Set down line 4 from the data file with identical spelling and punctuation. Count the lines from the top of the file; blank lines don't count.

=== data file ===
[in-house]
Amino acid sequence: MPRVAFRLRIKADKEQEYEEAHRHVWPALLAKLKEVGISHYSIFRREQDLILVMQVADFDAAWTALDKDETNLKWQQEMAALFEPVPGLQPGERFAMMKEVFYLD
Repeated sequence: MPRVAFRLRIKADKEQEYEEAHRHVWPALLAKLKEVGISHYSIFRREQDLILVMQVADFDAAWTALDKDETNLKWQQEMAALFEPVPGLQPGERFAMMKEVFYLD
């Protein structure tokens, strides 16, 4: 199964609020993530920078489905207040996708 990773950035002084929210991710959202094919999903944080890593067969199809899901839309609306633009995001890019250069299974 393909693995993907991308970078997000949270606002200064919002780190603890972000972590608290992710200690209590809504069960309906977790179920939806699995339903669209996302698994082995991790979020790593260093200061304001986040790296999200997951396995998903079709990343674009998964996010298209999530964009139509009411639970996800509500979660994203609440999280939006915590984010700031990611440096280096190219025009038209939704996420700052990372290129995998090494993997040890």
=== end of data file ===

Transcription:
């Protein structure tokens, strides 16, 4: 199964609020993530920078489905207040996708 990773950035002084929210991710959202094919999903944080890593067969199809899901839309609306633009995001890019250069299974 393909693995993907991308970078997000949270606002200064919002780190603890972000972590608290992710200690209590809504069960309906977790179920939806699995339903669209996302698994082995991790979020790593260093200061304001986040790296999200997951396995998903079709990343674009998964996010298209999530964009139509009411639970996800509500979660994203609440999280939006915590984010700031990611440096280096190219025009038209939704996420700052990372290129995998090494993997040890």